14 August 2020
Born and bred in emerging markets, Denise Prime arrived at GAM with an extensive background in Latin American fixed income. She discusses the impact that Covid-19 has had on emerging markets, as well as her personal reasons for specialising in EM.
Another day, another Covid-19 related disruption. As we enter the second half of the year, the outlook for the global economy remains highly uncertain. Denise Prime observes that the effect of the virus on emerging markets (EM) remains serious. “The number of cases is still rising sharply in many countries,” she says, “which reflects the complexity of imposing strict lockdowns and social distancing in places with high poverty and informal employment levels.” EM, which includes developing nations around the world, has borne the brunt of the ramifications of the developed markets’ (DM) economic closure. Global growth has collapsed, manufacturing supply chains have been disrupted, and long distance tourism has ground to a near halt. In many cases within EM, there are fewer tools and resources, compared to DM, to cushion the blow domestically. Nevertheless, EM has consistently posted lower fatality rates than DM nations, potentially due to the fact that EM populations tend to skew young.
EM markets have been assisted by China, one of the largest EMs, as it evolves into the de facto leader of the global recovery effort. With more countries lifting lockdowns, and optimism about rapid vaccine developments, EM local-currency debt has staged a strong rally since Q1’s record 15.2% fall. Denise attributes her cautiously optimistic outlook for the asset class to compelling valuations and a sharp improvement in EM countries’ balance of payments, both of which could signal good buying opportunities. However, she highlights that widely differing conditions in individual EM countries means that selectivity can be key to capturing opportunities in the space.
Her opinion on EM is not that of a casual bystander. Born in Brazil, Denise went on to live in Uruguay and Argentina, an upbringing that provided her with first-hand experience in hyperinflation, economic experiments and the transition of military dictatorships to democratic regimes. She honed her interest in economics at Bryn Mawr, a prestigious Philadelphian women’s college, and subsequently joined JP Morgan’s investment banking programme in New York City, a role that she describes as rewarding yet demanding.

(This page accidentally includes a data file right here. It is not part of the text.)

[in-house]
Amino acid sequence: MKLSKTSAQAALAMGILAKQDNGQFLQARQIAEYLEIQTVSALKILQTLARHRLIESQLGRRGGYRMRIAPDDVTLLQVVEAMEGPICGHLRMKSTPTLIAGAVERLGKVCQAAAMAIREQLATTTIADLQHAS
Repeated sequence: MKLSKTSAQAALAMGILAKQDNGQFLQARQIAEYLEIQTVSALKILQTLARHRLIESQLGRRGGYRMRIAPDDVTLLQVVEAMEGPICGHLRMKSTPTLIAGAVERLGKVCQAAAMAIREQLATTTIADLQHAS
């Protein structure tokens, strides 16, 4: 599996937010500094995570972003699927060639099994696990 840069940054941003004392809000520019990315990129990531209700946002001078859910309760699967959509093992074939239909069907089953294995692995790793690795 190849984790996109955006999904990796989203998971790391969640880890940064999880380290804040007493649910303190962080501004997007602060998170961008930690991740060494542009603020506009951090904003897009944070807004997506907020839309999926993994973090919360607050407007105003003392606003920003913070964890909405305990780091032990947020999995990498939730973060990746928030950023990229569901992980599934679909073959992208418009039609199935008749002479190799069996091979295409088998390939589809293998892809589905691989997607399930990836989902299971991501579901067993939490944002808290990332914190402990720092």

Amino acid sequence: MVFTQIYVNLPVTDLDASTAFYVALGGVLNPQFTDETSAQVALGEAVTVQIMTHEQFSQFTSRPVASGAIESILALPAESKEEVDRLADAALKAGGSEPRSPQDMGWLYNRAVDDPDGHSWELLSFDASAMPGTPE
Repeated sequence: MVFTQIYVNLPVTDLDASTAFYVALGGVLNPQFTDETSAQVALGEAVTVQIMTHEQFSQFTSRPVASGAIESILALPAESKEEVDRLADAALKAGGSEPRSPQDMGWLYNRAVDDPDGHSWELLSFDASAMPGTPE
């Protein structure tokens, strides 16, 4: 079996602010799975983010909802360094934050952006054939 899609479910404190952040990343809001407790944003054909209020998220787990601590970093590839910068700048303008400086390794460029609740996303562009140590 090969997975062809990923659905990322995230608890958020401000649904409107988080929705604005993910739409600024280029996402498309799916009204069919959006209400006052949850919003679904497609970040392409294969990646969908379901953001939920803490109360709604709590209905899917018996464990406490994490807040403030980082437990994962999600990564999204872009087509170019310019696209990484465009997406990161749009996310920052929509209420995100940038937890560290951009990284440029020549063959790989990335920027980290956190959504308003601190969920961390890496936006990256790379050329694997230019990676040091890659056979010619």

“I joined as an analyst in their Latin America mergers & acquisitions group, where I worked on several notable transactions in the consumer products space, including the largest private transaction in Latin America at the time. I then moved to the Latin America debt capital markets group, helping sovereigns and corporates issue dollar-denominated bonds, often for the first time.” That would be her first exposure to the area that remains her focus to this day. She laughs, “I did need a bit more sleep than the brutal hours demanded, and I moved on after three years.”
JP Morgan provided a training ground that she would continue to use throughout her career. After spending a year travelling throughout Europe, Asia, North America and South America, Denise moved to London, working first at a Latin American news organisation and then as an Investment Writer at Henderson Global Investors. Fully embedded in the fund management team, Denise specialised in fixed income, and she successfully combined her financial skills and writing skills to educate herself on bond investing and portfolio management. After five years, Henderson’s new head of fixed income, David Jacob – who, coincidentally, many years later would join GAM’s board and is its current Chairman – encouraged her to apply for an opening on the emerging market desk. “The rest,” she says, “is history.”
Denise’s own history in EM continues to shape her life both in and out of work. Going on safari in remote Africa is a particular passion of hers, and shortly before lockdown, travelled to Tanzania to see “incredible” chimpanzees. Her interest extends beyond recreational visits; she stresses the importance of supporting wildlife conservation initiatives and local education programmes, which are facing severe financial strain in 2020 as tourism revenues decline amid continued Covid-19 fears.
She has also climbed both Mount Kilimanjaro and Mount Kenya, and last year completed a 10 day circuit of the Huayhuash mountain range in Peru, which she recalls as being “breathtakingly beautiful.”
Denise’s background reflects the increasing importance of diversity in the asset management industry. That said, she notes that “stereotypes exist for a reason,” in reference to the cliché of the white, male fund manager. Surveys routinely show that fewer than 10% of funds are managed by women. In a simultaneously humorous and bleak survey conducted by Morningstar in 2019, it was revealed that more UK funds were managed by men called David than by women of any name.
“This is a pity,” Denise says, in reference to the survey. “There is no doubt that a variety of perspectives enrich a risk-taking environment, ultimately benefiting clients.” She praises GAM’s strong awareness of the need to ensure that job opportunities attract a broad range of candidates, and she herself participates in the company’s mentoring programme. On a cautious note, she acknowledges that investors tend to favour long-term track records, which creates a culture of low turnover in fund management. But as this past year has shown, life has the ability to change much faster than we could have ever through possible.
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